What Is Probation and What Are the Guidelines?
Probation is a type of rehabilitation where the court allows a person to serve a sentence outside of jail. These sentences mandate strict supervision by a probation officer and require the person on probation to follow numerous guidelines. In the court’s eyes, probation is a chance for someone convicted of a crime to avoid jail time and as such they are investing a large amount of trust in the convicted to make good on the opportunity to prove they are a rehabilitated member of society. Probationers are expected to comply with all guidelines and probation violations often have severe consequences. The guidelines set by the court can vary depending on the situation, but common conditions (outlined in N.J.S.A. 2C:45-1) include the following:
- Regular meetings with a probation officer
- Restricting your travel to a certain area unless special permission is obtained
- Performing community service
- Limited alcohol use and no illegal use of controlled substances
- Attending drug abuse or anger management classes
- No firearm possession
- To either be working, seeking work or training/taking classes
- Staying arrest free
- Notifying the probation officer within 72 hours of any arrest or questioning by police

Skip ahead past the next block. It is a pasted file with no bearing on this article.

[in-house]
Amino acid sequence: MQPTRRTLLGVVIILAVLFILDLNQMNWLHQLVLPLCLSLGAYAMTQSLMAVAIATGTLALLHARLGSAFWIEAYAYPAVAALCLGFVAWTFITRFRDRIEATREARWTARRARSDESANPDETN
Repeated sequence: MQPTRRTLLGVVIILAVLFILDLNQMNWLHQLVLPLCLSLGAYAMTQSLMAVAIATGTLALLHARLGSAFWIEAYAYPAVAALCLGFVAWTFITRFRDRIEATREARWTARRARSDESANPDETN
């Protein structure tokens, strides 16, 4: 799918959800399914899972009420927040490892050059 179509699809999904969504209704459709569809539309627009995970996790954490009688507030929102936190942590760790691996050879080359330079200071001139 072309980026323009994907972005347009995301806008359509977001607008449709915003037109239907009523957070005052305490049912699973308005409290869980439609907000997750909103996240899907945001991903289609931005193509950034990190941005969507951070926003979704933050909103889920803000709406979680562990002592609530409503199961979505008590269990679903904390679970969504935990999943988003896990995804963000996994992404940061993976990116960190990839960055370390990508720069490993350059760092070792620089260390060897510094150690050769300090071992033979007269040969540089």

- Keeping up with child support, alimony and other family responsibilities
- Paying all court fees and fines
- Having restrictions placed on internet access
What Happens If I Commit a Probation Violation?
The consequences of probation violations are often harsh. Probation is essentially a suspended sentence, which means if you violate probation you can end up serving any remaining portion of the original jail sentence. Whenever you commit a probation violation, your probation officer files a complaint called a Violation of Probation (VOP) with the court system. A VOP hearing then takes place. If you fail to attend the hearing, the court will most likely issue a bench warrant for your arrest. The penalties the judge can levy against you include:
- Extending the probation period
- Ordering you to taking part in counseling, community service, drug rehab, etc
- Adding new conditions to your probation
- Resentencing you for your original charges and adding prison time
The more serious the violation, the harsher the penalties will be. Minor infractions might only amount to light punishments like community service if you properly argue your case. Major violations can result in serving the maximum amount of your original sentence in jail in addition to having to pay additional fines.
What Are My Legal Rights and Options?
If you have been summoned for a probation hearing, it is important you know what rights you have. Your rights include receiving a written notice of the claims against you, attorney representation, to be heard by a neutral judge, and to have the ability to present evidence and witnesses to support your case. If you have been accused of violating probation it is also imperative that you retain the services of an experienced criminal defense attorney to help plead your case. Probation violations are a serious matter. Contact Schneider Freiberger today for experienced legal advice on all matters related to probation violations.